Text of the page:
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Harder Better Harder Harder: Super Ghouls 'n' Ghosts (SNES)

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Old 04-01-2014, 09:59 AM
Kzinssie Kzinssie is offline
Espurrs are proud.
Join Date: Jun 2010
Location: North Carolina
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Default Harder Better Harder Harder: Super Ghouls 'n' Ghosts (SNES)

I'm terrible at intros so let's jump right in.

Super Ghouls 'n' Ghosts' first stage is... well, it's hard to categorize. It's generally considered a graveyard, and the title of its music on the OST is even "Haunted Graveyard", but... there's nothing in the visual design of the level to indicate that it's a graveyard, aside from the coffins and zombies. Unlike the first levels of the previous Makaimura games, it's not entirely clear what Super Ghouls 'n' Ghosts' first stage is supposed to be. In fact, looked at objectively it's a bit of an aesthetic mishmash - coffins, dead trees, skulls, oceans, vines. But somehow it all works, and I'm not even really sure why.

Anyway, when you first pick up the controller you'll probably feel compelled to move right, since hey - it's a platformer. Upon doing so, the screen begins to shake with a very cool SPC earthquake sound, and the terrain shifts, the flat ground in front of you becoming a hill. This happens a lot over the course of this first stage, and it really does a lot to make the level feel a lot more dynamic than it is - the terrain before the earthquakes doesn't really affect much since it changes immediately, but it does require you to change your strategy on the fly - a valuable skill in Super Ghouls 'n' Ghosts, with some of the more complex and unpredictable elements later on. Anyway, in front of you is... some sort of pillar. I'm not really sure what this is supposed to be, maybe a cross-section of a wall that extends past the "front" of the screen? Either way, it's too tall to clear with a jump. This is the clever way that Super Ghouls 'n' Ghosts introduces its new (to the series) double jump mechanic - you're not under much pressure at this point, and failing to clear the pillar doesn't really do much harm.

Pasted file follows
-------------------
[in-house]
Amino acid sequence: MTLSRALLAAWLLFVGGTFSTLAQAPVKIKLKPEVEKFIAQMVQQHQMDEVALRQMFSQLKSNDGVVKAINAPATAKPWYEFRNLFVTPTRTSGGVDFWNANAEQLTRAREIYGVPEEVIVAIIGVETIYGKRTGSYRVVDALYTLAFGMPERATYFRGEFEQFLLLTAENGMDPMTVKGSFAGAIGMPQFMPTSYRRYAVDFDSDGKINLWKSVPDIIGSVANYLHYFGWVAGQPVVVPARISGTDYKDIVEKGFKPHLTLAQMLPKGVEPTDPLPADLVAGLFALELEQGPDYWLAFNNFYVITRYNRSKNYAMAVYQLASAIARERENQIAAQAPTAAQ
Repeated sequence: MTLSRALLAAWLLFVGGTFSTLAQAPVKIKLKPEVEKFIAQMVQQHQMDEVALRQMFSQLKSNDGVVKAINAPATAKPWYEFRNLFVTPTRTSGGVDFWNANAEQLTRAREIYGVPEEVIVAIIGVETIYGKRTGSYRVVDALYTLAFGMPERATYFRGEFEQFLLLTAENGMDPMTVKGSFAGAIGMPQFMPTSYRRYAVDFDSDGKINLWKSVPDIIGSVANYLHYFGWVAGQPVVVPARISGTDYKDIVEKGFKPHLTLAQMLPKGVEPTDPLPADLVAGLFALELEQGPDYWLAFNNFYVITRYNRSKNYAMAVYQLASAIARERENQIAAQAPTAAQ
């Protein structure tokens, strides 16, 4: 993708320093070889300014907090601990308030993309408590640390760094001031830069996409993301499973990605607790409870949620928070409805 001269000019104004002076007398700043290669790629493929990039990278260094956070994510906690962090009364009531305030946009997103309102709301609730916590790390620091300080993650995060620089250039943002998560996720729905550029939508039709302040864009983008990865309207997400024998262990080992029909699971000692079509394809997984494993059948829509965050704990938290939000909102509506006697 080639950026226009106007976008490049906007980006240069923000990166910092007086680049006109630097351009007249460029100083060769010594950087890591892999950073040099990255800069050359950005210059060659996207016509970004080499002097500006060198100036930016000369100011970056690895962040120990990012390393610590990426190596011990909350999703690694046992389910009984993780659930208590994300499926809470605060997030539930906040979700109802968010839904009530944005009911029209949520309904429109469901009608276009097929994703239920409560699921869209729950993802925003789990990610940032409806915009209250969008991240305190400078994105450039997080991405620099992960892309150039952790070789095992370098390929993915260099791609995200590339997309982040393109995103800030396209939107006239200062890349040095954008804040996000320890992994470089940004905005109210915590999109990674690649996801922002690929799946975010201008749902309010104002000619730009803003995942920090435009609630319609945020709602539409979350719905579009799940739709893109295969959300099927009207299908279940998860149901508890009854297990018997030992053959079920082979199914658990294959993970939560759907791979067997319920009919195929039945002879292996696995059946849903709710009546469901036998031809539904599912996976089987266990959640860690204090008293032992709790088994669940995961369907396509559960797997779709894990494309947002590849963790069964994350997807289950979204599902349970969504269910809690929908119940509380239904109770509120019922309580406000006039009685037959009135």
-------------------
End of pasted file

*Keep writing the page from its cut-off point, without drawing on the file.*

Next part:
Incidentally, the way the double jump in this game works is worthy of note - much like a Belmont, when Arthur jumps he is locked into his jump arc - but double jumping allows you to change it once. At this point the mechanics aren't too relevant, but even later in this same stage you'll need to carefully alter your arc to reach platforms.

Upon jumping on top of the pillar, there are two things a first-time player would do to proceed. Some might revel in their newfound jumping freedom and leap to the right to proceed through the stage - in which case the stage continues as normal. Others, however, might simply continue to hold right, dropping off of the pillar - and revealing a treasure chest on top.

Treasure chests are hidden all throughout Super Ghouls 'n' Ghosts' stages, and are revealed by simply passing over certain areas of the level - often in midair, forcing you to take a leap of faith, or at seeming dead ends. Attacking them enough causes them to break open, revealing a variety of things (there are a series of tables determining the contents of the chests, which can be memorized with experience) - in this case, if it's the first chest you've found and you've yet to take damage, a new weapon.

And here the addiction begins.
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